If you take your road bike across the Alps by yourself, the main benefit is that you can always set your own pace and make each stage as long or short as you like. But there is also a downside: most riders end up spending too much time in the saddle when left to their own devices. A group can help you get through difficult stretches, provide the occasional draft so you can recharge, and improve your overall safety. You don’t get these benefits if you ride by yourself. However, you are almost guaranteed to meet other cyclists in the Alps with whom you can team up for a while.
For most of us, riding in a gruppetto is twice the fun. If you want to cycle across the Alps with your friends, you should make sure you communicate well about your fitness levels. You should know in advance whether you’ll be able to keep up a similar pace for several days. The main characteristics of a good group are team spirit and solidarity. Riding across the Alps with friends is not the time for competition. Overeager riders can learn a lot from bringing up the rear for a while and taking good care of their weaker companions.
Do you need a guide for riding your road bike across the Alps?
A guided tour with pre-arranged accommodation and a fresh change of clothes waiting at the end of every stage is certainly the most worry-free way to go. That is why some riders like to book a guided Alpine crossing from reputable companies.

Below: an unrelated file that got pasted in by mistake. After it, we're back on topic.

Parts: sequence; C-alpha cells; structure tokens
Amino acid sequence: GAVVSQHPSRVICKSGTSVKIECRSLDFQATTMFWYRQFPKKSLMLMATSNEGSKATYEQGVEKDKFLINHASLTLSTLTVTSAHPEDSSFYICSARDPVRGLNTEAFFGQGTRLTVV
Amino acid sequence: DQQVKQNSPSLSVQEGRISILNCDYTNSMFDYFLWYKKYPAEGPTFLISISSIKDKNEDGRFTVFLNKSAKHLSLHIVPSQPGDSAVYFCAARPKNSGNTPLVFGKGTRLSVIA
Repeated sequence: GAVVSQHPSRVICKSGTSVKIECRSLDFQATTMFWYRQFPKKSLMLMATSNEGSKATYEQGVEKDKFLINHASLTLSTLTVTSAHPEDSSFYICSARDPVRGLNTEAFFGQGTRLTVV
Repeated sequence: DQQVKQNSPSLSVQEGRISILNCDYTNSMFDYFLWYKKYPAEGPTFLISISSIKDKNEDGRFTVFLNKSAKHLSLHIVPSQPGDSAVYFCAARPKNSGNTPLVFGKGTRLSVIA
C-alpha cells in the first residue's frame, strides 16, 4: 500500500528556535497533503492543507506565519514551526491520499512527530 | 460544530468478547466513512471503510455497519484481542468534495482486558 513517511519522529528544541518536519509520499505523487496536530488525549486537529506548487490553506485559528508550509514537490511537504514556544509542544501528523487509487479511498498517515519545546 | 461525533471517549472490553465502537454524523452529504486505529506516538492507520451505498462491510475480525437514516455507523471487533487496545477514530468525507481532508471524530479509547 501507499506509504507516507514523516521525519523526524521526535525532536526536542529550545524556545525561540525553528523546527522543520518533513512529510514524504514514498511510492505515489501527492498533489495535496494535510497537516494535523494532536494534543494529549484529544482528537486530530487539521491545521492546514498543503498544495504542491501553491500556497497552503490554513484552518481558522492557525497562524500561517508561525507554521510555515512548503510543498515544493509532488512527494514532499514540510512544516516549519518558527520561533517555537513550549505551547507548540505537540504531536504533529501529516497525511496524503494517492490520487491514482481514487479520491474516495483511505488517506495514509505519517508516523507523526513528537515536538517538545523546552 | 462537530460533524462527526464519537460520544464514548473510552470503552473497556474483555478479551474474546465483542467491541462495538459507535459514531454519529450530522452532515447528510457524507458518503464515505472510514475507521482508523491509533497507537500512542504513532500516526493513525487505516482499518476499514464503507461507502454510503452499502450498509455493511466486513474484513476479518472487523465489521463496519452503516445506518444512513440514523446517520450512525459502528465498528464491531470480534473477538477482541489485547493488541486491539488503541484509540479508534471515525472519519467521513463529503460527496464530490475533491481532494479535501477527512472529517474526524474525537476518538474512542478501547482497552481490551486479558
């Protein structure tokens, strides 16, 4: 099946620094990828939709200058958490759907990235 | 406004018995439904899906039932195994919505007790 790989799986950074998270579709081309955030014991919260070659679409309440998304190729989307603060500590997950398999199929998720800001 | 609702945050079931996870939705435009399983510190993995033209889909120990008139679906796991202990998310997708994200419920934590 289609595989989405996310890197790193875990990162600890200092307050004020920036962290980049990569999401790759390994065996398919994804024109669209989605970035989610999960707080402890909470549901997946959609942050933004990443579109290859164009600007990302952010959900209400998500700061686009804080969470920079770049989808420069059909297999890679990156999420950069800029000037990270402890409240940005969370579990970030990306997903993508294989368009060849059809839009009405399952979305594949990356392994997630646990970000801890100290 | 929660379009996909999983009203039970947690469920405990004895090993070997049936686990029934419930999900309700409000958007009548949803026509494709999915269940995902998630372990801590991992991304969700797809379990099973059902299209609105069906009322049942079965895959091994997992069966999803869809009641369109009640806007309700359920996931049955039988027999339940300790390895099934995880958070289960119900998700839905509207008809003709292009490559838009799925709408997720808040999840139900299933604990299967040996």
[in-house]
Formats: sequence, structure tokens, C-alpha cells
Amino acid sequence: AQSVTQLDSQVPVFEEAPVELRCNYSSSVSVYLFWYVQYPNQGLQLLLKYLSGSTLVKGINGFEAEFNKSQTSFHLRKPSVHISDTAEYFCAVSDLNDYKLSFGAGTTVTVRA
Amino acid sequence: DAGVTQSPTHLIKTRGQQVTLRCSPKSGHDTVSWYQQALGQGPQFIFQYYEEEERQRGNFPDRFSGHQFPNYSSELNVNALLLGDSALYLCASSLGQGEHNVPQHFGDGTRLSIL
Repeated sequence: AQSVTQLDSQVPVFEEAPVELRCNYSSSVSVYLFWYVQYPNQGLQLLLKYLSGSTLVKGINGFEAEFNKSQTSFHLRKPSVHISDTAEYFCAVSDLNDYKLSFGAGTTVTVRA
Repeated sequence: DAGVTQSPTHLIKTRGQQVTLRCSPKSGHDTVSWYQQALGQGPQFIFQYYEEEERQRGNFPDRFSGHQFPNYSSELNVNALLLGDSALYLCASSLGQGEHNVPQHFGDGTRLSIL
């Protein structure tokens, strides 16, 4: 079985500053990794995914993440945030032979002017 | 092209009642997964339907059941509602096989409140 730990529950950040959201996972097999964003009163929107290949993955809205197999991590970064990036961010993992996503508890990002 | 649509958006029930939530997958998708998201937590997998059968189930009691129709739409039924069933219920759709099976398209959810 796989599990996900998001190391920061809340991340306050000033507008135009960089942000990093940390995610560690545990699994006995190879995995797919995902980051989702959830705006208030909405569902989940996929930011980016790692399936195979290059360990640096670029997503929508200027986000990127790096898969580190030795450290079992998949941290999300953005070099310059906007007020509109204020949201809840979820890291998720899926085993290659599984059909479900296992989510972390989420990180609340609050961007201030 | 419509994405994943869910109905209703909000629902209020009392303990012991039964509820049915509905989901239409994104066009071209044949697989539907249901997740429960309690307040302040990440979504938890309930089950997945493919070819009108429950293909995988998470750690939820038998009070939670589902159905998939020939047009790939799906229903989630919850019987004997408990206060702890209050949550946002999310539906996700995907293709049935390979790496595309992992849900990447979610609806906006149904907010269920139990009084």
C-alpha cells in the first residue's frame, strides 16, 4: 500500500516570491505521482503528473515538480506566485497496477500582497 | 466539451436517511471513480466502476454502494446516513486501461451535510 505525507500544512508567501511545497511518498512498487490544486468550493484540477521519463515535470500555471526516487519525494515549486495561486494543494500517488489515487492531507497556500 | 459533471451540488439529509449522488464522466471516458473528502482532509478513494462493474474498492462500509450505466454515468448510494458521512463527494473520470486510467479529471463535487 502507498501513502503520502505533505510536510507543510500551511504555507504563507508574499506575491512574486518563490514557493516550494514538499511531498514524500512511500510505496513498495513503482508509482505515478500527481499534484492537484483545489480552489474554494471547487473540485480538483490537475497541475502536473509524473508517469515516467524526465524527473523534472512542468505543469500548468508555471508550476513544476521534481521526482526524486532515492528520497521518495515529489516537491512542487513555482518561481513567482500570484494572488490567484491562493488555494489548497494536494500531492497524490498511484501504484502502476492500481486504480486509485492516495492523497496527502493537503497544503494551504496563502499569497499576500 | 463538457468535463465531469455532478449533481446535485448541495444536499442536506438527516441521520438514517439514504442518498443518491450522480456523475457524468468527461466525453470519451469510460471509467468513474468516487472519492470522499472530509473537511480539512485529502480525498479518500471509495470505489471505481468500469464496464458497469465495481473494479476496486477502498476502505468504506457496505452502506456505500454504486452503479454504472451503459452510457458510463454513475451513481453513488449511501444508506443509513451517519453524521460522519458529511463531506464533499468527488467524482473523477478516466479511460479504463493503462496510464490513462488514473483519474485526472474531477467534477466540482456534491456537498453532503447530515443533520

A good guide makes sure that even a larger group of 16 riders finds the tour equally enjoyable. It’s all about making sure that the fastest riders can have fun without making the slowest riders feel unsafe. This typically means separating on steep mountains and keeping the group together on the flats. Those with power to spare can always provide a nice draft for their weaker companions.
Your guide and driver should also be familiar with the area and make sure that the van is always in a good position. That way, they can pick up riders who couldn’t make a climb or offer a change of clothes before the big descents. Experienced guides also have a good sense of the right balance between breaks and riding time.
Where can I find routes for crossing the Alps on a road bike?
The websites of cycling magazines and many outdoor apps provide a selection of routes for crossing the Alps on a road bike. These are typically available as a GPX download as well as other commonly used formats. That way, you can simply download them to your cycling computer and start navigating whenever you’re ready to go. And there are routes for all riders: from beginners to certifiable mountain goats, everyone should be able to find a good option.